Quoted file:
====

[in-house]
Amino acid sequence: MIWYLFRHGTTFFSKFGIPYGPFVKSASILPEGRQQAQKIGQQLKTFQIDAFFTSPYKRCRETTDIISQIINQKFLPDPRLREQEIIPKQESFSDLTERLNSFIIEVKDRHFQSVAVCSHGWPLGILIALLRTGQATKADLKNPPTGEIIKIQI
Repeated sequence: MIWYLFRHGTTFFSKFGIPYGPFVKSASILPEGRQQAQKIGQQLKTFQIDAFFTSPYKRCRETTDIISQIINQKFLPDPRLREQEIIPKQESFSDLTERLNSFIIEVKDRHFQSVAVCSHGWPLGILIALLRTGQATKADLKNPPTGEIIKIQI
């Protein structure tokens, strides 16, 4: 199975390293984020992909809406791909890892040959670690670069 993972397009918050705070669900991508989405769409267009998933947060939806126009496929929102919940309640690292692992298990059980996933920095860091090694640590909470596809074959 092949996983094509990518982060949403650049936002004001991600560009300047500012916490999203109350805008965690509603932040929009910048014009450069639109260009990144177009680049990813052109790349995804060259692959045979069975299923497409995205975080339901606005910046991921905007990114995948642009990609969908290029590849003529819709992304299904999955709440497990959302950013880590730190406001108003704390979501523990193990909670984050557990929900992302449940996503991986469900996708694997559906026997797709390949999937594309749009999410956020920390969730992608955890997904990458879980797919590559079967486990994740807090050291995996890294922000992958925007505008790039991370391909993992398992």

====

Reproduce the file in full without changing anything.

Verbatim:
[in-house]
Amino acid sequence: MIWYLFRHGTTFFSKFGIPYGPFVKSASILPEGRQQAQKIGQQLKTFQIDAFFTSPYKRCRETTDIISQIINQKFLPDPRLREQEIIPKQESFSDLTERLNSFIIEVKDRHFQSVAVCSHGWPLGILIALLRTGQATKADLKNPPTGEIIKIQI
Repeated sequence: MIWYLFRHGTTFFSKFGIPYGPFVKSASILPEGRQQAQKIGQQLKTFQIDAFFTSPYKRCRETTDIISQIINQKFLPDPRLREQEIIPKQESFSDLTERLNSFIIEVKDRHFQSVAVCSHGWPLGILIALLRTGQATKADLKNPPTGEIIKIQI
């Protein structure tokens, strides 16, 4: 199975390293984020992909809406791909890892040959670690670069 993972397009918050705070669900991508989405769409267009998933947060939806126009496929929102919940309640690292692992298990059980996933920095860091090694640590909470596809074959 092949996983094509990518982060949403650049936002004001991600560009300047500012916490999203109350805008965690509603932040929009910048014009450069639109260009990144177009680049990813052109790349995804060259692959045979069975299923497409995205975080339901606005910046991921905007990114995948642009990609969908290029590849003529819709992304299904999955709440497990959302950013880590730190406001108003704390979501523990193990909670984050557990929900992302449940996503991986469900996708694997559906026997797709390949999937594309749009999410956020920390969730992608955890997904990458879980797919590559079967486990994740807090050291995996890294922000992958925007505008790039991370391909993992398992």